The other day I was moving around the piles in my art area–pretending I was cleaning up–when I came across my first “real” watercolor painting. It is about 12 to 15 years old, and seeing it again surprised me in many ways with the memories it holds.
First, I remembered how disappointed I was when I had finished this painting. Somehow, it did not look the way I had intended. But now that I can no longer remember what I had in mind, I think, “well, it’s not so bad.” Years later, I find I can be easier on myself.
Then I remembered how much effort I had put into this painting: I had taken a recent photograph of my own, enlarged it on a copy machine, then traced it, transferred the tracing to watercolor paper, and then finally started painting. Whew! And the painting had taken hours–when I think about it, I can still feel the tension in my back and shoulders from hunching over that piece for longer than I should have. (It didn’t help that I had no art desk at the time and worked on the coffee table in the living room while sitting on the floor.)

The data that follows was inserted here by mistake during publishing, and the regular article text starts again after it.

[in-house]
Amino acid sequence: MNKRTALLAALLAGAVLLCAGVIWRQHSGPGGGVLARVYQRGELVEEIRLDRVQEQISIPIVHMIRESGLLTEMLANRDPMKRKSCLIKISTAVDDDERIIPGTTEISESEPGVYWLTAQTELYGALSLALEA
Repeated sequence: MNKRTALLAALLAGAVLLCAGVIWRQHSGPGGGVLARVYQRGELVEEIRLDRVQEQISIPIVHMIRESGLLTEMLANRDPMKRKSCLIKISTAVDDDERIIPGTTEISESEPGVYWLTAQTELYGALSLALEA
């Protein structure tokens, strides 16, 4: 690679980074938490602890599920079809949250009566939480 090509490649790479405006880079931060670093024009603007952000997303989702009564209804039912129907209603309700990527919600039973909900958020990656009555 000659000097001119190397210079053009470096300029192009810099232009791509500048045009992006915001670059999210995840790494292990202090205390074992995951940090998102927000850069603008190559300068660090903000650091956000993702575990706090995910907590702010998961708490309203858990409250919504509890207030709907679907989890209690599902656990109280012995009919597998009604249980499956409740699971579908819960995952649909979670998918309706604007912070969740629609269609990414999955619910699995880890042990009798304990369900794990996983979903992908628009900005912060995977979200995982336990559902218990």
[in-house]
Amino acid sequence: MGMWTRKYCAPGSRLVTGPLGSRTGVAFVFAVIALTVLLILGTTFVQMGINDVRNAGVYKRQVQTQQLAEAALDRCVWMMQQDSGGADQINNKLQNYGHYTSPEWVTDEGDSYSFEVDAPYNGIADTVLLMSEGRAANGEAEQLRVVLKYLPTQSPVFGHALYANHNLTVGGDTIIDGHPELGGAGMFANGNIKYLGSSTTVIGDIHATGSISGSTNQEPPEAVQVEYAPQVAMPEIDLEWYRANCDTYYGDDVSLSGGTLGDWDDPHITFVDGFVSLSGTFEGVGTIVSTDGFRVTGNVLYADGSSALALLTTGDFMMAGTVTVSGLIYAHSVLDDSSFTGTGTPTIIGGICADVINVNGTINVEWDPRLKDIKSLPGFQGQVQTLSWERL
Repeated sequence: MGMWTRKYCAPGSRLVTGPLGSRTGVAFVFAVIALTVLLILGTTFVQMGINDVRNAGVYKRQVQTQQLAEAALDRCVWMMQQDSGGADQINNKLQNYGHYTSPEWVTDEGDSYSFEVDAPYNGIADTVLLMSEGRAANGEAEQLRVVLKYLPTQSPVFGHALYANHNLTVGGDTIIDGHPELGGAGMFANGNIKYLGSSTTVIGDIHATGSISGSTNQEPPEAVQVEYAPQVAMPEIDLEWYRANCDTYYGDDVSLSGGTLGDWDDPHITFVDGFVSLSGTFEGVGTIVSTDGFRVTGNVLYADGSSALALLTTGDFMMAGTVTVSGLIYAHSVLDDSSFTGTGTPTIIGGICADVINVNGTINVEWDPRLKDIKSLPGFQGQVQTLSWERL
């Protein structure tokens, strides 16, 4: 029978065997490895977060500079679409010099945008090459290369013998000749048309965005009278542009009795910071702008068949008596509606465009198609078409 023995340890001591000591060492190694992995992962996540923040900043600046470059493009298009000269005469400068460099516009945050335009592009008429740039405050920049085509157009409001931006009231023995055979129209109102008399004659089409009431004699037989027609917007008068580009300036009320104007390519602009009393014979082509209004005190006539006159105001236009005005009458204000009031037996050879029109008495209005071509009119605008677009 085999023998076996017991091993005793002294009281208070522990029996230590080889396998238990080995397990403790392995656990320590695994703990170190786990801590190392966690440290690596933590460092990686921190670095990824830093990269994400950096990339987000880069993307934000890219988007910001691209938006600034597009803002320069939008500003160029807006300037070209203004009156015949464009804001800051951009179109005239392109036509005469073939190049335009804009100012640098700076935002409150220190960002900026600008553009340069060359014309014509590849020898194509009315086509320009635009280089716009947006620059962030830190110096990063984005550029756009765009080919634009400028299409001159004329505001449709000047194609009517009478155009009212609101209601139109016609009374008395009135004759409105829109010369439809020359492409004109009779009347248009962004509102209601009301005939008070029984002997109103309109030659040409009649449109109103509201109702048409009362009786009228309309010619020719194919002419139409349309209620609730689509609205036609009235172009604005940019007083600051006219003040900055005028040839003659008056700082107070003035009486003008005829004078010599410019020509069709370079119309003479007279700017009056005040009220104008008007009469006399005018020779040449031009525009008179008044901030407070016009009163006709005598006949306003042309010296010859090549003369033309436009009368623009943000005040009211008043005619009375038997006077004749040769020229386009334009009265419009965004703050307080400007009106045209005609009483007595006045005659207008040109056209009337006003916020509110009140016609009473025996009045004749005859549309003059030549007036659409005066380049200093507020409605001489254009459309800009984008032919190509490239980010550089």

No wonder I stayed away from watercolors for a while!
Today is different. In the past 12 or 15 years, I have learned that if working at art isn’t going to make me relaxed and at peace, I shouldn’t bother. As a result, my style is very different from what I attempted before: simple, sometimes abstracted, and only what I can create in the brief span of time when the kids are occupied with projects of their own. And instead of trying to achieve realism, I’m more interested in expressing feelings and emotions.
Yes, I may have given up my efforts for technical mastery, but I have found what enjoyment art can bring to my life. That seems like a fair trade to me.